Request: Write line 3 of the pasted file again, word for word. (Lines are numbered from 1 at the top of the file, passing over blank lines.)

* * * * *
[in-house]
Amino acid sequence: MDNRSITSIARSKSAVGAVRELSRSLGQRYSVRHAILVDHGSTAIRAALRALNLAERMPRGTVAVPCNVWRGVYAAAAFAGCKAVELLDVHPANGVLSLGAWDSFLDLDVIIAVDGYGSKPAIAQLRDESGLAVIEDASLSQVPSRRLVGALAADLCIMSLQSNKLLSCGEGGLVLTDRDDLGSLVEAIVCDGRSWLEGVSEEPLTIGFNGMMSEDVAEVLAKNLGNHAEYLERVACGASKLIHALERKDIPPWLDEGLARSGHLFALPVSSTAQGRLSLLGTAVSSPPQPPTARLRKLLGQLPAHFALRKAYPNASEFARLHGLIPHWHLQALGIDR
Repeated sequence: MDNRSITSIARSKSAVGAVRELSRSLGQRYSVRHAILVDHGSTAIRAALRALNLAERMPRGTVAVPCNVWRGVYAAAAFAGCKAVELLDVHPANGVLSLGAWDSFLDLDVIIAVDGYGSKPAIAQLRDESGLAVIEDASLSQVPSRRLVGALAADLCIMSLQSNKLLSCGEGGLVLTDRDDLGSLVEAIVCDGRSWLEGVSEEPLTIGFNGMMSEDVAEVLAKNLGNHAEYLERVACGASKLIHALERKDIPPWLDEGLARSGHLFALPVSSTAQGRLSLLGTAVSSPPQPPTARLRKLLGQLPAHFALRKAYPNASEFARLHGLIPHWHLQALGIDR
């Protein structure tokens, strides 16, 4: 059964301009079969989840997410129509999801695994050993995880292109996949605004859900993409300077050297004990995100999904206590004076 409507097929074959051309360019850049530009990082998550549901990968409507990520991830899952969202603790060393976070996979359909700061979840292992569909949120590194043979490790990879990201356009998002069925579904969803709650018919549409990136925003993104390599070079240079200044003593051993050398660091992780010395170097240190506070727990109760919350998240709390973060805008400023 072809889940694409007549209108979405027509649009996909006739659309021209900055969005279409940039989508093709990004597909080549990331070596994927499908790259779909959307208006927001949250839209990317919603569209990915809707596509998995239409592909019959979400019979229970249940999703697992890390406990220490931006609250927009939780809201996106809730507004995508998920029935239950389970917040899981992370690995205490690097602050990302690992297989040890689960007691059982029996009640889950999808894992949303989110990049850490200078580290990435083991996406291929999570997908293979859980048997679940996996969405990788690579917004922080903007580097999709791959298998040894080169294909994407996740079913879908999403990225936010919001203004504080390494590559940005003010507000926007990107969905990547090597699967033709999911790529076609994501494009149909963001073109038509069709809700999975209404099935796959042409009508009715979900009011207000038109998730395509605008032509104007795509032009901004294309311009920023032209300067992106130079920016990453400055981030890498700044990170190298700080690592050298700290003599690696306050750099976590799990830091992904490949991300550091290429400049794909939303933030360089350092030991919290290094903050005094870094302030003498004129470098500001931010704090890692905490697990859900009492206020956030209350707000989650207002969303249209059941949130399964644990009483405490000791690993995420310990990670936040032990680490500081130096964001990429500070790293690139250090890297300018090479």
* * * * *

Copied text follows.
Repeated sequence: MDNRSITSIARSKSAVGAVRELSRSLGQRYSVRHAILVDHGSTAIRAALRALNLAERMPRGTVAVPCNVWRGVYAAAAFAGCKAVELLDVHPANGVLSLGAWDSFLDLDVIIAVDGYGSKPAIAQLRDESGLAVIEDASLSQVPSRRLVGALAADLCIMSLQSNKLLSCGEGGLVLTDRDDLGSLVEAIVCDGRSWLEGVSEEPLTIGFNGMMSEDVAEVLAKNLGNHAEYLERVACGASKLIHALERKDIPPWLDEGLARSGHLFALPVSSTAQGRLSLLGTAVSSPPQPPTARLRKLLGQLPAHFALRKAYPNASEFARLHGLIPHWHLQALGIDR